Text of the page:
An overview of business in an international environment, incorporating economic, management, marketing and financial implications of international transactions. Topics include exchange rates, trade policy, international institutions, global theory and cultural aspects of business.

Required Technology Courses

This is a new course in development. Information will be updated soon.

An introduction to the Windows-based applications used for solving business and non-business problems. Emphasis is placed on spreadsheets using Excel, word processing using Word, presentation design using PowerPoint and database design using Access. Substantial Windows lab work will be required. Ethical issues in computer applications are addressed.

A course designed to introduce the student to website development incorporating data technology. Technologies used to create dynamic data-driven web pages will include Dreamweaver, PHP, MySQL, XHTML and CSS. In addition, the student will learn to interact with and manage a website on a remote server. Substantial lab work will be expected. Cross-listed as ART 371.

An intensive study of the effective application of database design, development and management functions in businesses. Database projects in Access database software and investigation of e-commerce techniques will be covered. Ethical and policy issues related to database development and e-commerce (data mining, data retrieval, World Wide Web, privacy issues, etc.) will be discussed. Prerequisites: CIS 115 and junior standing.

Structure, management and design of databases including hierarchical, network and relational database models. Students will utilize Microsoft Access to develop a complex and complete database application. Prerequisite: CIS 381 or consent of the instructor.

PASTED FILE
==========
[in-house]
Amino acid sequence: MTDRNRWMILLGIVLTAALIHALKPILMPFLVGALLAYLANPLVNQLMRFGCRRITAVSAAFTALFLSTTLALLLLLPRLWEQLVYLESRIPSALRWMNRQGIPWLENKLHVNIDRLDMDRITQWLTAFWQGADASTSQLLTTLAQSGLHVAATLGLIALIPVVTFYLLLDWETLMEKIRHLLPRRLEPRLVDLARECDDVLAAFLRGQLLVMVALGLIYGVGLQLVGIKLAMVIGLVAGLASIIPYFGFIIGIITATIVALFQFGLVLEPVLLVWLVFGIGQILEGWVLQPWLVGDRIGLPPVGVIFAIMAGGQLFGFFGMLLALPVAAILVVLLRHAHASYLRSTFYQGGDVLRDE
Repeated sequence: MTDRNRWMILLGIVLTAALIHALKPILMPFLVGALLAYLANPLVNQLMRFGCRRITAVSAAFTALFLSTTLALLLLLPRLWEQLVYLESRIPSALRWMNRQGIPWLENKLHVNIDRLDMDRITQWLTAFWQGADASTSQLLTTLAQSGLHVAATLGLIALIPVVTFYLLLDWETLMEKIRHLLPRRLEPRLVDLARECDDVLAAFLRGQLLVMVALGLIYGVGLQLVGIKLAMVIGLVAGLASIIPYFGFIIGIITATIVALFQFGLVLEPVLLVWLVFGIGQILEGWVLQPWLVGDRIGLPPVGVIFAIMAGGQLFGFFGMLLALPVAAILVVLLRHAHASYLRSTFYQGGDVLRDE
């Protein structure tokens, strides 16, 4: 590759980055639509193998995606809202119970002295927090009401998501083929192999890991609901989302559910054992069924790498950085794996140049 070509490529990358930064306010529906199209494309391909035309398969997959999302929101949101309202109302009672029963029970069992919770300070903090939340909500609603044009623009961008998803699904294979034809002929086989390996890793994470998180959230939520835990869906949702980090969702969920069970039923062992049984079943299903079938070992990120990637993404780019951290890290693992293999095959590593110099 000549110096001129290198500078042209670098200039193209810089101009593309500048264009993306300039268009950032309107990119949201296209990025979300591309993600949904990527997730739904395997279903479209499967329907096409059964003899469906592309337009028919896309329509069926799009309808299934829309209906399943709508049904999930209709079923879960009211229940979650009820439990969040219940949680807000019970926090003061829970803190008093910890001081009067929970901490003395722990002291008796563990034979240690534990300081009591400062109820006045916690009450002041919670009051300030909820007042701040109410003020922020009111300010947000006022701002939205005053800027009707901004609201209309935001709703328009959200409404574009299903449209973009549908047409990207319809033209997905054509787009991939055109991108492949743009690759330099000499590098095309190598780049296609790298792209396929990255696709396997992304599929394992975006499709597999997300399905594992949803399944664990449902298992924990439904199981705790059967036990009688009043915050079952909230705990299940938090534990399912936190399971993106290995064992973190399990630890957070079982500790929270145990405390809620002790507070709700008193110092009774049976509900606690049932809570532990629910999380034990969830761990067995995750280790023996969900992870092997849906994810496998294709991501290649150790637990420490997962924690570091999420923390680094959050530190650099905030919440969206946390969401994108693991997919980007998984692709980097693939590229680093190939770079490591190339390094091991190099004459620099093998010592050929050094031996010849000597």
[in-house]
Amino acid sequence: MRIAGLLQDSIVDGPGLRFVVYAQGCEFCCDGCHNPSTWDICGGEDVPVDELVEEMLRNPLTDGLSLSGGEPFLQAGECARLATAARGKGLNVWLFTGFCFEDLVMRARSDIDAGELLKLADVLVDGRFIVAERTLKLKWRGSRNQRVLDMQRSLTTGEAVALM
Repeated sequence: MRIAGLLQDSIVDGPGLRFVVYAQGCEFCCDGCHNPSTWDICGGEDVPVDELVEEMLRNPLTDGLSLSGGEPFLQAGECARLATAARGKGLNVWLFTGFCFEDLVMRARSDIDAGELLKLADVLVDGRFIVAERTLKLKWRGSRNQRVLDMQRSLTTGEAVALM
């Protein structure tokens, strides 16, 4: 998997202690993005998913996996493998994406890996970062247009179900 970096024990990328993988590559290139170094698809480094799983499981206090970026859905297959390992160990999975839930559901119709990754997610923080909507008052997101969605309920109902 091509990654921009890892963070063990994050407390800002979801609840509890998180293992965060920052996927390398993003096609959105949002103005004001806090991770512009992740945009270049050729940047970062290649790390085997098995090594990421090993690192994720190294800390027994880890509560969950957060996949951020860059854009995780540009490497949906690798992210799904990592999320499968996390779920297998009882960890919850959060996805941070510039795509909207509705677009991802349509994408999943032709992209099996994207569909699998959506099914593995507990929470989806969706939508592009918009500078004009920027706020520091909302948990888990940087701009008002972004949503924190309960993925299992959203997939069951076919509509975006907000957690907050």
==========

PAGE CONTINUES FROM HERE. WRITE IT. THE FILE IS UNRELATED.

This course is an introduction to Enterprise Information Systems (ERP) used within manufacturing, logistics, and supply chain management operations. The integration of most of an organization’s information systems needs into one system that connects suppliers, manufacturers, and retailers is the focus of the course. The courses will also cover other specialized information systems.

Design of communication systems and components, including modems, multiplexers, switching and routing equipment, transmission protocols and network topologies. Students will consider different networking technologies from the vantage point of business policy and technical implications. Prerequisite: CIS 381.

A course designed to address topics of special interest to CIS students. Possible areas include neural networks, Oracle database programming and modeling and simulation. Permission of discipline director.

Financial Management Concentration

Theory of demand and value, pricing, production, resource allocation and general equilibrium.

This course provides coverage over the full range of business analytics — descriptive, predictive and prescriptive.

A study of the operations and roles of the major participants in the financial system and the factors influencing them. Topics include: financial institutions, central banking, monetary policy, interest rates, financial markets, financial innovation and regulatory reform.